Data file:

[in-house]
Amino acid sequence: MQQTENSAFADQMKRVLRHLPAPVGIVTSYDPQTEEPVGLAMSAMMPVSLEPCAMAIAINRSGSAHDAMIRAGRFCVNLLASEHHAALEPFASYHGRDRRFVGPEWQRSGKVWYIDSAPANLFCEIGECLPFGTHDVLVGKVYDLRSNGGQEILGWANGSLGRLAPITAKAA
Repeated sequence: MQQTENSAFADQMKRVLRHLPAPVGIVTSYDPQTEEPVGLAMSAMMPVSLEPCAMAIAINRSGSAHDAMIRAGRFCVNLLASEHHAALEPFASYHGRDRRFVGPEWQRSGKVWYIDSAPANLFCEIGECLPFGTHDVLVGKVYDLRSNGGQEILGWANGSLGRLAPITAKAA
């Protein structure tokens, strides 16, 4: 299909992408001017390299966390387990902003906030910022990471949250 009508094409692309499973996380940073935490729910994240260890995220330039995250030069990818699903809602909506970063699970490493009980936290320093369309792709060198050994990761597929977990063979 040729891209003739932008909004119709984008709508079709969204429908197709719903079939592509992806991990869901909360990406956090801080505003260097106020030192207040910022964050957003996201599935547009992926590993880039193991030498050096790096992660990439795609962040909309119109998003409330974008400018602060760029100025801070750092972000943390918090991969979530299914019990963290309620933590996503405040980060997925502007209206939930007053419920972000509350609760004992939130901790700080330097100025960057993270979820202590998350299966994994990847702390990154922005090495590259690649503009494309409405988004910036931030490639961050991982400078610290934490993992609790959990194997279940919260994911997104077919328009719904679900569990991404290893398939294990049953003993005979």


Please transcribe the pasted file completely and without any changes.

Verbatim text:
[in-house]
Amino acid sequence: MQQTENSAFADQMKRVLRHLPAPVGIVTSYDPQTEEPVGLAMSAMMPVSLEPCAMAIAINRSGSAHDAMIRAGRFCVNLLASEHHAALEPFASYHGRDRRFVGPEWQRSGKVWYIDSAPANLFCEIGECLPFGTHDVLVGKVYDLRSNGGQEILGWANGSLGRLAPITAKAA
Repeated sequence: MQQTENSAFADQMKRVLRHLPAPVGIVTSYDPQTEEPVGLAMSAMMPVSLEPCAMAIAINRSGSAHDAMIRAGRFCVNLLASEHHAALEPFASYHGRDRRFVGPEWQRSGKVWYIDSAPANLFCEIGECLPFGTHDVLVGKVYDLRSNGGQEILGWANGSLGRLAPITAKAA
């Protein structure tokens, strides 16, 4: 299909992408001017390299966390387990902003906030910022990471949250 009508094409692309499973996380940073935490729910994240260890995220330039995250030069990818699903809602909506970063699970490493009980936290320093369309792709060198050994990761597929977990063979 040729891209003739932008909004119709984008709508079709969204429908197709719903079939592509992806991990869901909360990406956090801080505003260097106020030192207040910022964050957003996201599935547009992926590993880039193991030498050096790096992660990439795609962040909309119109998003409330974008400018602060760029100025801070750092972000943390918090991969979530299914019990963290309620933590996503405040980060997925502007209206939930007053419920972000509350609760004992939130901790700080330097100025960057993270979820202590998350299966994994990847702390990154922005090495590259690649503009494309409405988004910036931030490639961050991982400078610290934490993992609790959990194997279940919260994911997104077919328009719904679900569990991404290893398939294990049953003993005979």